Demand for patient-to-provider telemedicine services is exploding. Web companies such as Teladoc, Doctor on Demand and American Well hosted some 1.2 million such virtual doctor visits in 2016, up 20 percent from 2015, according to the American Telemedicine Association. Although state regulations and insurer coverage promote or impede teledoctoring, employers and health plans are promoting these services as a cheaper way to get care without leaving home or work. Like retail clinics, virtual visits disrupt traditional medicine and cost as little as $45 per visit.
The house call has returned. The Centers for Medicare and Medicaid Services’ Independence at Home Demonstration project, which brings physician services to frail elderly people in their homes, in its second year saved an average of $1,010 per beneficiary while reducing inpatient readmissions and improving care coordination. Meanwhile, services such as Pager, Heal, Medicast, PediaQ, Dispatch Health and Anywhere Urgent Care are bringing urgent care services to patients in their homes, at a flat rate far below what walk-in urgent care centers or standalone emergency rooms charge.
The right M&A strategy is crucial for accelerating growth and transforming healthcare care delivery models as healthcare services move away from the hospital. Read more.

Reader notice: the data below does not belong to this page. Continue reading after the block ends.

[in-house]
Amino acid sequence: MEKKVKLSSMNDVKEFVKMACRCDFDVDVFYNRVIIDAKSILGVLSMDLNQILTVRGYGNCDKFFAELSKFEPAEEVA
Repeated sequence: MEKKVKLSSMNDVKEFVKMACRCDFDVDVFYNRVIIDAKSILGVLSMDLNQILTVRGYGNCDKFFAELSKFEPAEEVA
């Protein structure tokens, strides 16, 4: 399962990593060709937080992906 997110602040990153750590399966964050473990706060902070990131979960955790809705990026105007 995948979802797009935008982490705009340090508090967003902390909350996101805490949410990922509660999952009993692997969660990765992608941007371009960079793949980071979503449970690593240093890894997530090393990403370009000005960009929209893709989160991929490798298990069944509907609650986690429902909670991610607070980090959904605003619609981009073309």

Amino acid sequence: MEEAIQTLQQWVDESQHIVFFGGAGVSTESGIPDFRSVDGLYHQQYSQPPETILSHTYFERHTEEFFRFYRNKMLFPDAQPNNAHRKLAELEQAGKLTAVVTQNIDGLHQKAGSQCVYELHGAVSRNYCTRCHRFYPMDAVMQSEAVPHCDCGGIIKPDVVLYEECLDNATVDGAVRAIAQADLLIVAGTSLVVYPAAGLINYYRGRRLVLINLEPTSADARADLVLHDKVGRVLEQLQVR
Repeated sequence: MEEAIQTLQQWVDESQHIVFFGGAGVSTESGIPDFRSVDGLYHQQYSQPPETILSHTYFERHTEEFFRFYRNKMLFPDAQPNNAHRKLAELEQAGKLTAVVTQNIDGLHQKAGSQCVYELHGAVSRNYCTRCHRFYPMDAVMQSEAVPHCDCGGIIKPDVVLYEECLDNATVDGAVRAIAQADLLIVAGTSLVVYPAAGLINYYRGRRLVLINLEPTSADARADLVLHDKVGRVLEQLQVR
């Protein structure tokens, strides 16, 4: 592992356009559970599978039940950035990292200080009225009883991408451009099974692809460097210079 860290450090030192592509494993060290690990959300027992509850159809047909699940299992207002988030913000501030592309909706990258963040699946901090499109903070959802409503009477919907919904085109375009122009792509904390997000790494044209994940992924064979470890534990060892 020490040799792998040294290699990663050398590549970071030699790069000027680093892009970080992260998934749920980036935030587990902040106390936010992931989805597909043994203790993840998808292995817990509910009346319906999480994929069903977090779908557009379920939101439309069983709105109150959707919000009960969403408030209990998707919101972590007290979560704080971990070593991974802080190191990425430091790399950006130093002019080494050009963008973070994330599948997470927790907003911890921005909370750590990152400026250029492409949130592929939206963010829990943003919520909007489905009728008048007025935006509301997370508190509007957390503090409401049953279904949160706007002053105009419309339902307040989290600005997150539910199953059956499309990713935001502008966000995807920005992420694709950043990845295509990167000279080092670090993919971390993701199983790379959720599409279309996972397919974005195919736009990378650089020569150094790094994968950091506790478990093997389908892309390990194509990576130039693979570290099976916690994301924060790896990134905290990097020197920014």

Taken together, the trends tell us that patients want to get care at the lowest cost, most convenient location; the patient-physician relationship is no longer sacrosanct; and procedures are moving to the outpatient setting.
This forces us to ask some interesting and difficult questions about hospital consolidation.
- What is your retail and digital strategy?
- Does geographic reach matter?
- And, what are you really consolidating — beds (infrastructure) or heads (covered lives)?
If the answer is heads, CEOs should ask whether future acquisitions will help them better compete in an ambulatory-centric healthcare system:
- How does this partnership increase our system's ability to offer primary care at the lowest possible cost and greatest convenience to patients, i.e., urgent care, minute clinics, house call services and teledoctors?